Taliban tells new U.S. President Trump to quit Afghanistan

KABUL (Reuters) - The Taliban has called on President Donald Trump to withdraw U.S. forces from the “quagmire” of Afghanistan, saying that nothing has been achieved in 15 years of war except bloodshed and destruction.

U.S. President Donald Trump hosts a meeting with business leaders in the Roosevelt Room of the White House in Washington January 23, 2017. REUTERS/Kevin Lamarque

In an open letter to the new U.S. president published on one of its official web pages, the insurgent movement said the United States had lost credibility after spending a trillion dollars on a fruitless entanglement.

“So, the responsibility to bring to an end this war also rests on your shoulders,” it said.

So far, Trump has had little to say publicly about Afghanistan, where some 8,400 U.S. troops remain as part of the NATO-led coalition’s training mission to support local forces as well as a separate U.S. counter-terrorism mission.

Two of his top security appointments - retired Marine Corps General James Mattis as Secretary of Defense and former General Michael Flynn as National Security Adviser - both have extensive experience in Afghanistan.

The Taliban, however, warned Trump against relying on the kind of “unrealistic” reports presented to former presidents by their generals, saying: “They would emphasize continuation of war and occupation of Afghanistan because they can have better positions and privileges in war.”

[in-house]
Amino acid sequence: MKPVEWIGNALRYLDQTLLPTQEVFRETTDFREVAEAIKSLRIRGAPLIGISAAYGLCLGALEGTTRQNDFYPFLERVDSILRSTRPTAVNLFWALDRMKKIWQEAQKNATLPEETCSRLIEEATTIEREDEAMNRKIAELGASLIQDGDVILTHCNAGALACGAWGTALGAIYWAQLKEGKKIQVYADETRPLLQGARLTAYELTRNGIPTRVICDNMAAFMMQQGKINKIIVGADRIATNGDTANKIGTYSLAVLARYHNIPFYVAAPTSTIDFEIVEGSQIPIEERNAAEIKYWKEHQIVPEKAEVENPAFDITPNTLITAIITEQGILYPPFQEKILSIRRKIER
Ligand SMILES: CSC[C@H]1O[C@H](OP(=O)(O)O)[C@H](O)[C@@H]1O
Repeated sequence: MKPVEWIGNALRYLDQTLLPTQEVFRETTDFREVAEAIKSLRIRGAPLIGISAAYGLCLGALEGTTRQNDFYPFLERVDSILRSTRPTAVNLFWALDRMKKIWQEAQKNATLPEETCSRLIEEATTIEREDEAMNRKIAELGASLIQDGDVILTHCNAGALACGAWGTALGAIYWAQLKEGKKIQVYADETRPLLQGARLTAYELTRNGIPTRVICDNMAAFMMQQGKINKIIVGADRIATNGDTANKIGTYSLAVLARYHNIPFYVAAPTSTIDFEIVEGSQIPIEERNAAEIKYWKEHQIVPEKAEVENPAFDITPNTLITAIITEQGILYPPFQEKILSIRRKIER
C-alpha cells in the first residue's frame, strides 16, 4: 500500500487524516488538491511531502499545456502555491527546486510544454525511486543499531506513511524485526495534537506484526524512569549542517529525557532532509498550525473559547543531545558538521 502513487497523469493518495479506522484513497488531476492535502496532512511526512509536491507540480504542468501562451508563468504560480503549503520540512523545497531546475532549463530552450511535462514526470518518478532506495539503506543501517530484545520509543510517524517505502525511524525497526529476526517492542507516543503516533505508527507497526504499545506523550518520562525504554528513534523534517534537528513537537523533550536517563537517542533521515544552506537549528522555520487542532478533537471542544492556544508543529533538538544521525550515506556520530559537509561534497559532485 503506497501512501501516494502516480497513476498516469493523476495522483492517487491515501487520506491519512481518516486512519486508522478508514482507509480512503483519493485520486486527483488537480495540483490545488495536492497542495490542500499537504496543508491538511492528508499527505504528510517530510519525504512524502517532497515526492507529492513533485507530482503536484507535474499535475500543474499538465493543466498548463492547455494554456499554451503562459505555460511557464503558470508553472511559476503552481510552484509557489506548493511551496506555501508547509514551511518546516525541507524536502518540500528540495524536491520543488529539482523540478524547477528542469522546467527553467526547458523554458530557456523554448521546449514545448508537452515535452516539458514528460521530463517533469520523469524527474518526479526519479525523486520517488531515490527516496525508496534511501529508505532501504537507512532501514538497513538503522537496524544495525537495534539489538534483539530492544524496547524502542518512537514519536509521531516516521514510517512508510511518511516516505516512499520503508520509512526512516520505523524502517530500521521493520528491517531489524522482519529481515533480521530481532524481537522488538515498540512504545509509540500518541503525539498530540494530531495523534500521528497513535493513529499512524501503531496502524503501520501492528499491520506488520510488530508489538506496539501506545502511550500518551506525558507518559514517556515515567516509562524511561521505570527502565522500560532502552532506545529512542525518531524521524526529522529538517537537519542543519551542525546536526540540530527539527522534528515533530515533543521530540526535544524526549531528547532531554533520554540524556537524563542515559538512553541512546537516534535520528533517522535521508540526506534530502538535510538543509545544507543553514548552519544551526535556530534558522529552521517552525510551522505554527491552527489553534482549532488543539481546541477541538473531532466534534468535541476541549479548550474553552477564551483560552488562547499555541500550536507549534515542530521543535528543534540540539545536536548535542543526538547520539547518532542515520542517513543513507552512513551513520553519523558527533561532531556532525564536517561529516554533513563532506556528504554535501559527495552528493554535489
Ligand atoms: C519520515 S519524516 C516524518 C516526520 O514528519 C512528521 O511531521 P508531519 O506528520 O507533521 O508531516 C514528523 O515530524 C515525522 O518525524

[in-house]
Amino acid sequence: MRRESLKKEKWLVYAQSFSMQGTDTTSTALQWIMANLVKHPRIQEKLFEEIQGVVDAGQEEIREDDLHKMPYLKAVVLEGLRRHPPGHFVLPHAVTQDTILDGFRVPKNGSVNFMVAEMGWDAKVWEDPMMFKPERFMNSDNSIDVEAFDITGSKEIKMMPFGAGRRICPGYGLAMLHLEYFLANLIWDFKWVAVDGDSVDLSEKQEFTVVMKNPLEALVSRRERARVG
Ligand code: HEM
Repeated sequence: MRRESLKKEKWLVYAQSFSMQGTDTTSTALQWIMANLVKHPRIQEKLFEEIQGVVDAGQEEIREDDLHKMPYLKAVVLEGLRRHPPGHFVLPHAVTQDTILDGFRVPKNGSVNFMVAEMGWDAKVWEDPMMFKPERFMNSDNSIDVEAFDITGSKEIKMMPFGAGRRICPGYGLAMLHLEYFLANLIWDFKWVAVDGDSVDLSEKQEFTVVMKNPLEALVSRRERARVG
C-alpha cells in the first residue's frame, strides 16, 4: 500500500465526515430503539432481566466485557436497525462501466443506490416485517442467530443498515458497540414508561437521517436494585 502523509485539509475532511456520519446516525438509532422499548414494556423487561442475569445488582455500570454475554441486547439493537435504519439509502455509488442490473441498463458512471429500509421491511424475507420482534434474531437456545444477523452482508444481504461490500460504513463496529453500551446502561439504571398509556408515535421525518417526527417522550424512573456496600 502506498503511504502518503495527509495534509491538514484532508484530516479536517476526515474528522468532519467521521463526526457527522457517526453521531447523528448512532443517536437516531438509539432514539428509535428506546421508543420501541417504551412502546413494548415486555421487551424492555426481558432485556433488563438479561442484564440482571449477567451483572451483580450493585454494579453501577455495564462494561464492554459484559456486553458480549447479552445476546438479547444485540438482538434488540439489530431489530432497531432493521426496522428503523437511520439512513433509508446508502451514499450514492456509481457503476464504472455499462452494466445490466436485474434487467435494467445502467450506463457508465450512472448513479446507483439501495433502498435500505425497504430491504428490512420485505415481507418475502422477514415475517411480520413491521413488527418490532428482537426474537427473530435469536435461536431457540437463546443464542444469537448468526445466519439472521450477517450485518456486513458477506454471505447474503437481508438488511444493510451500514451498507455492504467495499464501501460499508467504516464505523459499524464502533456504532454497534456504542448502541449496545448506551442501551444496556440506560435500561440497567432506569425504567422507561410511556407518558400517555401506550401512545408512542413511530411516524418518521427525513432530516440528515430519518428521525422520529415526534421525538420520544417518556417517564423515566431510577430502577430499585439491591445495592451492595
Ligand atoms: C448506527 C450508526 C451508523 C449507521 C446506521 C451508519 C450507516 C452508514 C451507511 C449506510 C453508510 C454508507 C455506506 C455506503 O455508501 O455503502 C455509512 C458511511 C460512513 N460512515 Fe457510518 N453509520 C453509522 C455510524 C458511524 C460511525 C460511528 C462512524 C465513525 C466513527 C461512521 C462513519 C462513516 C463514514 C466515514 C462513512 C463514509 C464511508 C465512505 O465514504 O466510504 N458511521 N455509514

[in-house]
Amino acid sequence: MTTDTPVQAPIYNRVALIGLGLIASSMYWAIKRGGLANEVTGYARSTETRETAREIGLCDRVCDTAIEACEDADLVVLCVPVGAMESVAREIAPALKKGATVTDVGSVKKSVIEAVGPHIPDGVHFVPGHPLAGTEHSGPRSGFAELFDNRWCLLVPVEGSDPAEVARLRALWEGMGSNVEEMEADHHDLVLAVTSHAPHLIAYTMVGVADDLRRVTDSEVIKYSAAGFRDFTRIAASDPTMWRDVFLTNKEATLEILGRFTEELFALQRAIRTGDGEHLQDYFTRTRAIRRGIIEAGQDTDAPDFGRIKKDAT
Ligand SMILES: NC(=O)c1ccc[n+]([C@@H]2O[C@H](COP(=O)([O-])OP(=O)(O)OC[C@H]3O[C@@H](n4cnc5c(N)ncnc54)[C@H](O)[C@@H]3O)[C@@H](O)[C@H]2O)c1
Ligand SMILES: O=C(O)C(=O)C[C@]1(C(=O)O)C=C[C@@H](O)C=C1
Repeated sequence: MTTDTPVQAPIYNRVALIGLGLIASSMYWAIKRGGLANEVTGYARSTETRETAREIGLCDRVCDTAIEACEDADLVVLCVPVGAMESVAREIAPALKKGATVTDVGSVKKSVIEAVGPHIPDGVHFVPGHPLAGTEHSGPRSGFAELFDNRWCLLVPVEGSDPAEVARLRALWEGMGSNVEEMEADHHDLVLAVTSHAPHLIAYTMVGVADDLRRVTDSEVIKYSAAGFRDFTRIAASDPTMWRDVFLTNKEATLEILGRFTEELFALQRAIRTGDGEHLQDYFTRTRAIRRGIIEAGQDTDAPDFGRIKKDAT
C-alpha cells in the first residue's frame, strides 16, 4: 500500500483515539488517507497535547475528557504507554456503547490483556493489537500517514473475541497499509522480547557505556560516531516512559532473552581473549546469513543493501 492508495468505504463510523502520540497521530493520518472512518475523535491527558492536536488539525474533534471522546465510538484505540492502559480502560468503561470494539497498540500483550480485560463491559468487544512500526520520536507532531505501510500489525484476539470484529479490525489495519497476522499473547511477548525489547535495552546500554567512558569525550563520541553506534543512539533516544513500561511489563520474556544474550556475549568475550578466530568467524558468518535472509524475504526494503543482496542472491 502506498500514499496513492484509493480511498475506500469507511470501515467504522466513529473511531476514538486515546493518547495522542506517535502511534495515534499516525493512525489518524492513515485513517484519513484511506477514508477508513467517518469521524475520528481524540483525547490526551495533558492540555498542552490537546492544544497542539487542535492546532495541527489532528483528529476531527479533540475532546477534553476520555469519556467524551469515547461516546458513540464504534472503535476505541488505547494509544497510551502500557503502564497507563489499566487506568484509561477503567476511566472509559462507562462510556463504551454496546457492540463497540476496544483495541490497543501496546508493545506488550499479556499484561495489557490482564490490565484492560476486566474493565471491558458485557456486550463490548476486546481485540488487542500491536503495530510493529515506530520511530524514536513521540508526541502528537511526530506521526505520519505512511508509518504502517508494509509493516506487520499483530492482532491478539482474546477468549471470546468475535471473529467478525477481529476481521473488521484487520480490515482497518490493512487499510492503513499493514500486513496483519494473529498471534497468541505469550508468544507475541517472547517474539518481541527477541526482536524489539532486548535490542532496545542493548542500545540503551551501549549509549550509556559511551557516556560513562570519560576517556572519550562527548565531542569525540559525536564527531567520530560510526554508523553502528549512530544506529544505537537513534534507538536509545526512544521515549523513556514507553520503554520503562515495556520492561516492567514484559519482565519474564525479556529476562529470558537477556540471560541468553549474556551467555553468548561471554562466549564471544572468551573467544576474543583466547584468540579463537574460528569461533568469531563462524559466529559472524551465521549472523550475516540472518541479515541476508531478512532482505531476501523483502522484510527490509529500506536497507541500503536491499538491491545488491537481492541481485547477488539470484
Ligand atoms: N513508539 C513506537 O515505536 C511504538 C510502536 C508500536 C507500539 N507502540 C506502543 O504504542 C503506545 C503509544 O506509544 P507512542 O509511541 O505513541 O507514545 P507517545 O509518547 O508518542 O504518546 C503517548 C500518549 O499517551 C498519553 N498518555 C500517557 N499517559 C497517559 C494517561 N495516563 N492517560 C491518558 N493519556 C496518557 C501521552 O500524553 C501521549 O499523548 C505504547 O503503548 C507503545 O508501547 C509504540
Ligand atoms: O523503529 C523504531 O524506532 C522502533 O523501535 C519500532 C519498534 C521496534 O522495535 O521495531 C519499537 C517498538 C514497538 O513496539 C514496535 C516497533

The United States would not accept foreign forces on its territory or even in a neighboring country, said the Taliban. It accused Washington of imposing a “surrogate administration” on Afghanistan in the face of popular Muslim resistance.

“You have to realize that the Afghan Muslim nation has risen up against foreign occupation,” it said.

The Taliban has made steady inroads against the Western-backed government in Kabul since coalition forces ended their main combat mission in 2014, with government forces now in control of only two thirds of the country.

It has repeatedly urged the United States and its allies to leave Afghanistan, ruling out peace talks with the Kabul government while foreign forces remain on Afghan soil.

Trump has sharply criticized past U.S. administrations for their handling of conflicts in the Muslim world but he has also pledged to eradicate militant Islamists around the globe.

Reporting by James Mackenzie; Editing by Gareth Jones